The Jewish Federation of Greater Los Angeles, with its current Fed Up With Hunger initiative, has assembled a coalition of groups to focus on the issue. Jewish Family Service has three SOVA food pantries in Los Angeles currently providing free groceries to approximately 10,000 individuals a month, according to the estimates of Fred Summers, director of operations at SOVA.
Demonstrating a commitment to providing healthy foods, fresh produce makes up 25 percent of the packages given to each SOVA client, a figure that has doubled since 2006, Summers said. “There’s so much appreciation,” he continued. “This is something that [our clients’] budgets don’t allow them to afford.”
Under the guidance of Andrew Cushnir, associate executive vice president and chief program officer at The Federation, Fed Up With Hunger developed a “blueprint to end hunger in Los Angeles,” a comprehensive agenda for social action that calls for “new market developments in food deserts.”
Cushnir said The Federation continues to work behind the scenes in addressing food deserts, one of the “core issues” involved with ending hunger.
If supermarkets refuse to open in low-income areas, Barbara H. Bergen, acting president of MAZON, believes that bus pass subsidies should be made available to make it easier and more affordable for residents of food deserts to reach the larger supermarkets outside their neighborhoods.
“Better public transportation policies alone is an anti-hunger methodology,” Bergen said.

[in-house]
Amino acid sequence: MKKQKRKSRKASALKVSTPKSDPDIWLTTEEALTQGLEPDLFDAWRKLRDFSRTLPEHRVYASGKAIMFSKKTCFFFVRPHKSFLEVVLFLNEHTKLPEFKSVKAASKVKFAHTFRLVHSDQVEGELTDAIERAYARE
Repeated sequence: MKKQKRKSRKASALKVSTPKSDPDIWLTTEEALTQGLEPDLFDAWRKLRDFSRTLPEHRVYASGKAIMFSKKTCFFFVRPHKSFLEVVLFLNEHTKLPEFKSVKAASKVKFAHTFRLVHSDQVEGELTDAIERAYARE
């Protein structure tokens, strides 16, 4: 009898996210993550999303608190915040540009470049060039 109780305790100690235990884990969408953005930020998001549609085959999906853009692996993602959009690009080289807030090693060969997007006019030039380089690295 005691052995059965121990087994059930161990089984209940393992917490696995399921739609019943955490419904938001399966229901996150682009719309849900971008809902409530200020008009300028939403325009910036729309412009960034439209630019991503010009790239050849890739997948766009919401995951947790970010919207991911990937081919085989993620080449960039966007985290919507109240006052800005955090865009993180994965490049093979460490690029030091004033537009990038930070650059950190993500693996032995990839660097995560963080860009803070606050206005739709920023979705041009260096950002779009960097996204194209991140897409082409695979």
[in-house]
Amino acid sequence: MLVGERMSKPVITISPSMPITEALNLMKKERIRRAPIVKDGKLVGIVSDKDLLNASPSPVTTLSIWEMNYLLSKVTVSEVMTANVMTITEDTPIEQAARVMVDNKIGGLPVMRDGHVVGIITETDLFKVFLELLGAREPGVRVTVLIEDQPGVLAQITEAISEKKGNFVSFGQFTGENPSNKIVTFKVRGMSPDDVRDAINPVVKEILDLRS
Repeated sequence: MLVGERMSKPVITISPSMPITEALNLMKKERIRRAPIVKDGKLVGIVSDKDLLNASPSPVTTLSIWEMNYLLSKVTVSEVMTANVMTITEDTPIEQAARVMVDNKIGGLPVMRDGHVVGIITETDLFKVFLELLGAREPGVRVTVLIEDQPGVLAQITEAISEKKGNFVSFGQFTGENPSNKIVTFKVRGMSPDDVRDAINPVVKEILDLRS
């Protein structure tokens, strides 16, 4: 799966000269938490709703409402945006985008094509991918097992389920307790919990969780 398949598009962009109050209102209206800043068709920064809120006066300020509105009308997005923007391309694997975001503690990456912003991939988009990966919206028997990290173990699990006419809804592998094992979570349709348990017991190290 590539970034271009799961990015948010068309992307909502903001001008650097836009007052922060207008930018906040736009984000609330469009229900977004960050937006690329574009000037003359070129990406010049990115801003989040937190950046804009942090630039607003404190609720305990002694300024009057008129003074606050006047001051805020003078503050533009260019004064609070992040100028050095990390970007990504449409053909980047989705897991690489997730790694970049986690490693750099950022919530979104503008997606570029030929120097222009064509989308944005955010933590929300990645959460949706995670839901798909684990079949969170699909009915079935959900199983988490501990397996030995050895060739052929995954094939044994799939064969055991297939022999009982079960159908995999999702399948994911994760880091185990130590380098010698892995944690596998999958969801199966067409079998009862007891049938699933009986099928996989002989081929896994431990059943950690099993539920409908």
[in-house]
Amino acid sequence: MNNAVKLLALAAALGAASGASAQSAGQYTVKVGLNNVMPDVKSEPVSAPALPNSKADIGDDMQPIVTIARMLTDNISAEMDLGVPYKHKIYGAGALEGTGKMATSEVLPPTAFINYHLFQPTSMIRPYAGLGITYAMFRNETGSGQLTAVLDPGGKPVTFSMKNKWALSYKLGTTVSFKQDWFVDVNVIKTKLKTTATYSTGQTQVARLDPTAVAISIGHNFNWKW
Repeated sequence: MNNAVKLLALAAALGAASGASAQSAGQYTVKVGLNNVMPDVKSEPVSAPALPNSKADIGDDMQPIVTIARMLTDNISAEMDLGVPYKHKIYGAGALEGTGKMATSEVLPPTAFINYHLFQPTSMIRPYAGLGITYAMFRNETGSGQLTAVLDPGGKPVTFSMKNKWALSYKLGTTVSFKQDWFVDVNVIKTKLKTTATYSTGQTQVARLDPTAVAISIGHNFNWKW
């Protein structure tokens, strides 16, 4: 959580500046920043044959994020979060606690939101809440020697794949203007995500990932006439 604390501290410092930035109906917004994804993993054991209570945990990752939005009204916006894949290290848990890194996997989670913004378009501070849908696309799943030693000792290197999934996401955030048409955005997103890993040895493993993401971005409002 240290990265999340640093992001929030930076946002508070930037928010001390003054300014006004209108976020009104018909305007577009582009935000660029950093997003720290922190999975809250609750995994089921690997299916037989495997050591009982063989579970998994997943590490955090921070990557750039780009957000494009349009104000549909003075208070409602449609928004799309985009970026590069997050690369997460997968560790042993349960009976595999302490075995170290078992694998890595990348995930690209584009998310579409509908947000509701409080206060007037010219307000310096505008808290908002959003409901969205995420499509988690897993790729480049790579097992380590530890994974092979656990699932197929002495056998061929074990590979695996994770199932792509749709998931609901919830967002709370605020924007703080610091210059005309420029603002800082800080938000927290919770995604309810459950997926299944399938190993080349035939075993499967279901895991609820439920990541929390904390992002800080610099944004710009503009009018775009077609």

At the center of the current food justice campaign is PJA, which appointed Elissa D. Barrett its executive director in 2009 and Eric Greene as its new Southern California regional director last March.
With its mission to connect Jewish learning with domestic social justice issues, the 10-year-old organization this year voted to make food justice its primary campaign for 2010.
“Food is central to the Jewish narrative,” Hromadka said, pointing to the centrality of food in Jewish holidays like Sukkot and Passover, and even Shabbat, signifying “the promise of freedom and redemption.”
PJA operates out of an unassuming office in the Westside Jewish Community Center, the same facility that hosts religious services by IKAR, as well as senior citizen classes and swim lessons for youngsters.
PJA has a staff of 14 divided between its Westside JCC office and a San Francisco office that opened in 2005. Its annual operating budget is slightly more than $1 million, and PJA’s membership base now totals around 6,000, according to Barrett’s estimates.